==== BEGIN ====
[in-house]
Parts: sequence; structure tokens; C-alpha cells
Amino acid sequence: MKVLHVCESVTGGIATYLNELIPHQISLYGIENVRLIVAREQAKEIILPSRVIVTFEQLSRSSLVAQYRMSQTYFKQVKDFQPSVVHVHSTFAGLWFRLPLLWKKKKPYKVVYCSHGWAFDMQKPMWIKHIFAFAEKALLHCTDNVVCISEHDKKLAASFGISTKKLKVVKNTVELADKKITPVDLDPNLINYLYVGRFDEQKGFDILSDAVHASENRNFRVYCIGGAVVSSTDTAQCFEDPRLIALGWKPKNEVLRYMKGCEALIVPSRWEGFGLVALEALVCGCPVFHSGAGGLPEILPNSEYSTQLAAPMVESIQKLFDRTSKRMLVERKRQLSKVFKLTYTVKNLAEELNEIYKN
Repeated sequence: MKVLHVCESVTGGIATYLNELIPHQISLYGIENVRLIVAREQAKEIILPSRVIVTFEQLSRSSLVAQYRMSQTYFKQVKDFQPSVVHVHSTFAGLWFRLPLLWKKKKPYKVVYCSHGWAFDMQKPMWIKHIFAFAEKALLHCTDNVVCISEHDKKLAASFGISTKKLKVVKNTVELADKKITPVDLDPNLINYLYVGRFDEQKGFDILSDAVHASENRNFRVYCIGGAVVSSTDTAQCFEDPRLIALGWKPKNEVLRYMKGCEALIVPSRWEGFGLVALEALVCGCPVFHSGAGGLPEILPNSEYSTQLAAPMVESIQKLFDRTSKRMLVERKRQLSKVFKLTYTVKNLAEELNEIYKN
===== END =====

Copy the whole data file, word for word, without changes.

[in-house]
Parts: sequence; structure tokens; C-alpha cells
Amino acid sequence: MKVLHVCESVTGGIATYLNELIPHQISLYGIENVRLIVAREQAKEIILPSRVIVTFEQLSRSSLVAQYRMSQTYFKQVKDFQPSVVHVHSTFAGLWFRLPLLWKKKKPYKVVYCSHGWAFDMQKPMWIKHIFAFAEKALLHCTDNVVCISEHDKKLAASFGISTKKLKVVKNTVELADKKITPVDLDPNLINYLYVGRFDEQKGFDILSDAVHASENRNFRVYCIGGAVVSSTDTAQCFEDPRLIALGWKPKNEVLRYMKGCEALIVPSRWEGFGLVALEALVCGCPVFHSGAGGLPEILPNSEYSTQLAAPMVESIQKLFDRTSKRMLVERKRQLSKVFKLTYTVKNLAEELNEIYKN
Repeated sequence: MKVLHVCESVTGGIATYLNELIPHQISLYGIENVRLIVAREQAKEIILPSRVIVTFEQLSRSSLVAQYRMSQTYFKQVKDFQPSVVHVHSTFAGLWFRLPLLWKKKKPYKVVYCSHGWAFDMQKPMWIKHIFAFAEKALLHCTDNVVCISEHDKKLAASFGISTKKLKVVKNTVELADKKITPVDLDPNLINYLYVGRFDEQKGFDILSDAVHASENRNFRVYCIGGAVVSSTDTAQCFEDPRLIALGWKPKNEVLRYMKGCEALIVPSRWEGFGLVALEALVCGCPVFHSGAGGLPEILPNSEYSTQLAAPMVESIQKLFDRTSKRMLVERKRQLSKVFKLTYTVKNLAEELNEIYKN